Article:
That denim has the ability to speak to everybody and nobody at once is not just conjecture. It has shapeshifted throughout culture as a symbol of youth, community, and rebellion – from lasso-slinging cowboys, to civil rights activists, to the proponents of punk, college prep, and Julia Fox. And though it is now considered a cornerstone of everyday dress, all those incarnations share a forefather in Levi Strauss, who birthed the label’s trademark 501s in the May of 1873.
It all began when Strauss decided to add metal rivets to denim work pants – then-known as “waist overalls” – conceiving a style sturdy enough for a day spent hacking away in the silver mines and durable enough to last 149 years. And, just as the OG blue jean looks back over its storied past, Levi’s is spotlighting the next generation of emergent talents carving out a legacy of their own. Rather than deliver some big branded history lesson, the label has asked newgen creatives – among them Novelist, Jarreau Vandal, Fricky, Shy One, and former Dazed 100er Kicki Yang Zhang – to reflect on the moments that made them, aligning the spirit of the 501s with their own personal trajectories.
This has particular resonance for Fricky, the Swedish rapper and musician, who admits the 501s are “like the only pair of jeans I actually buy”. “They're a simple tool for living,” he says, speaking from a walled recreation of the forests he’d wander through as a child. As he looks back over his life thus far, he stresses how hard it is to feel “original”. “Everyone’s a DJ, everyone’s like a rapper, and everyone’s doing something creative. It’s what everyone wants to do.” But, through following his own instincts and living life on his own timetable, he’s reached a place where he can now say: “I’m comfortable with who I am.”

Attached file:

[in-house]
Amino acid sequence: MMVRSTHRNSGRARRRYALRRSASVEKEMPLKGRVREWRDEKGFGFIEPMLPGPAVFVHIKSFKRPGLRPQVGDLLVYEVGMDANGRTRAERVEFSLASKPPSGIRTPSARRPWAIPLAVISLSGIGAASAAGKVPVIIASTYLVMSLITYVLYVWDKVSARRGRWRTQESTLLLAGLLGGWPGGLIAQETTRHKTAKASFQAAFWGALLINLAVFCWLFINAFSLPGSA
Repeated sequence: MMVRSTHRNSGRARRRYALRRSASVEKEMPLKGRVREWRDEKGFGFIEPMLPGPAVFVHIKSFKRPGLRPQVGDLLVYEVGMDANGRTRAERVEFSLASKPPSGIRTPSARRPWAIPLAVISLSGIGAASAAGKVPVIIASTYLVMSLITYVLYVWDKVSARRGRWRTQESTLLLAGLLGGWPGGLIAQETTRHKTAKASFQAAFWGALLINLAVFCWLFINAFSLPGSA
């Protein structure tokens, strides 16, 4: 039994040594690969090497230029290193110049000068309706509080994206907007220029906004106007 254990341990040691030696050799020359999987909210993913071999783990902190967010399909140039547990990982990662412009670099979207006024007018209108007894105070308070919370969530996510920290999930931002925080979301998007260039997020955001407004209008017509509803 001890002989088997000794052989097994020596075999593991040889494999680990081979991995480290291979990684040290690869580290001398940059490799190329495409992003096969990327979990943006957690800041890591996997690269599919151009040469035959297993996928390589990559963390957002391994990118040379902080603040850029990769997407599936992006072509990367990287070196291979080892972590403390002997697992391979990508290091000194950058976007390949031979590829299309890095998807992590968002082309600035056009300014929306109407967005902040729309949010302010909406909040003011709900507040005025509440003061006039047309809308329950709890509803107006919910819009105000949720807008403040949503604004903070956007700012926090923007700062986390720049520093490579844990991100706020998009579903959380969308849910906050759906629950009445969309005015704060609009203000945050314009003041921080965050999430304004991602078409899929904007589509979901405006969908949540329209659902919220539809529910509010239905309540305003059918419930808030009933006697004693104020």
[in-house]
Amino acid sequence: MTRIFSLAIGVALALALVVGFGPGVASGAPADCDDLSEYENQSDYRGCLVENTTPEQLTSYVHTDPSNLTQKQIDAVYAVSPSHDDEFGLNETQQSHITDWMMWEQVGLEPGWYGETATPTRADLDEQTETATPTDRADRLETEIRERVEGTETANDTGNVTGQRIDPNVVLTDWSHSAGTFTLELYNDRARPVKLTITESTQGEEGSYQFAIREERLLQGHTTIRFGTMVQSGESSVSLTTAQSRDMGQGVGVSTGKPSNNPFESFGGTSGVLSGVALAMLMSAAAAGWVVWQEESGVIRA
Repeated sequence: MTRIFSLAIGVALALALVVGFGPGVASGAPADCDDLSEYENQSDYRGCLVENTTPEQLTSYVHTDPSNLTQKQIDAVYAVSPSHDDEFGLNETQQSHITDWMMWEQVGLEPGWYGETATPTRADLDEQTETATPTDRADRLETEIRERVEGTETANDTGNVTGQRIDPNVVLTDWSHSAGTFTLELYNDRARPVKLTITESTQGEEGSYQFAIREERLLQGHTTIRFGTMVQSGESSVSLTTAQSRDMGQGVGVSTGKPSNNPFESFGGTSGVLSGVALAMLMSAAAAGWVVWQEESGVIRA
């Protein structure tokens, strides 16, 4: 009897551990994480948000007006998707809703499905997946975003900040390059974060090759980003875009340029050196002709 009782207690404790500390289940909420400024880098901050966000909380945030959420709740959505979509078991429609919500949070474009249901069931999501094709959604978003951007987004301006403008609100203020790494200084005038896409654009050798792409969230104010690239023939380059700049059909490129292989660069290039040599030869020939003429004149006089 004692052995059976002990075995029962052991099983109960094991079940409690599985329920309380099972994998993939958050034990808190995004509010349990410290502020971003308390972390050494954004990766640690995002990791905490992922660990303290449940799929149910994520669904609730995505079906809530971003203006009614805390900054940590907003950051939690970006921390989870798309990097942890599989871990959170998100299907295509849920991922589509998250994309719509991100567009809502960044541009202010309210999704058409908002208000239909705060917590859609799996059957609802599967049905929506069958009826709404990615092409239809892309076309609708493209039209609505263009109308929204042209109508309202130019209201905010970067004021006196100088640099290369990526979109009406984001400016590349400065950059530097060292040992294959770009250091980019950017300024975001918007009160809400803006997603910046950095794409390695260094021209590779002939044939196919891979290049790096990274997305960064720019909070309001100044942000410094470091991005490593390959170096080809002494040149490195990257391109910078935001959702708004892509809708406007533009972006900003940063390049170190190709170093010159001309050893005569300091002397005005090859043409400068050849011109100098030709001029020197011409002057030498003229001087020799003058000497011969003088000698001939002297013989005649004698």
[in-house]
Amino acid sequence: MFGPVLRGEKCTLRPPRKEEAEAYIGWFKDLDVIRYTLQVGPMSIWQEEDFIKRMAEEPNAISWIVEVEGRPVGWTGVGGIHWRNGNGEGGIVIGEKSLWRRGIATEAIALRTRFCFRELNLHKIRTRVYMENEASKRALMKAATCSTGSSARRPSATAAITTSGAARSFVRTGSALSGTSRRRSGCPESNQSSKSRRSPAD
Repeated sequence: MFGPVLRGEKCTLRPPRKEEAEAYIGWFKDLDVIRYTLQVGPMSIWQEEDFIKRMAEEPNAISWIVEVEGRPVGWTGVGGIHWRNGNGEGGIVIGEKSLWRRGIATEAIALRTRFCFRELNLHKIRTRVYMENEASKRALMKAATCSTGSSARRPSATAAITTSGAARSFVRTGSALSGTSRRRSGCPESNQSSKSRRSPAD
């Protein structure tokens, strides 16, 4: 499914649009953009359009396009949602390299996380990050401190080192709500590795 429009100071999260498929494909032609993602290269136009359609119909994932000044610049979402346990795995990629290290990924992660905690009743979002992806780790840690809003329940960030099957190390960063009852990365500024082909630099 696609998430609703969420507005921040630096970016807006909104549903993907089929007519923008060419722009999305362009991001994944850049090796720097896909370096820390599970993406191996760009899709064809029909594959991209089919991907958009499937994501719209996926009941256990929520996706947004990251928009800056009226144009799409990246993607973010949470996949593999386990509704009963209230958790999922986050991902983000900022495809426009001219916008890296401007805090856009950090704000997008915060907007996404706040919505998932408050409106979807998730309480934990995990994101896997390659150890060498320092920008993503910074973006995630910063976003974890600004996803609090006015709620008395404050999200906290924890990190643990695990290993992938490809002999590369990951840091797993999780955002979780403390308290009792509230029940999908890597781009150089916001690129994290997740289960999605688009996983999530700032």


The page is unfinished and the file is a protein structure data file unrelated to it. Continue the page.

Kicki, meanwhile, an artist who specialises in make-up, gazes into a vanity table, her eyes framed by neo-reptilian lines. “The first thing I see when I look in the mirror is a blank canvas and most of the paintings and looks I do on my face are improvised,” she explains, “it’s really dependent on my mood that day. I can be inspired by a particular flower or plant or sea creature or something, a lot of my inspiration comes from nature.” And she reads that same creative potential on her own pair of 501s. “I see a lot of people customising their jeans and I really love that – using dye, using paint, distressing them.” Perhaps then, the next 149 years of Levi’s 501s will be dictated not by trends or the fashion industry at large, but by the personal relationships we forge with denim, projecting our own histories and ambitions onto one of fashion’s most enduring style staples.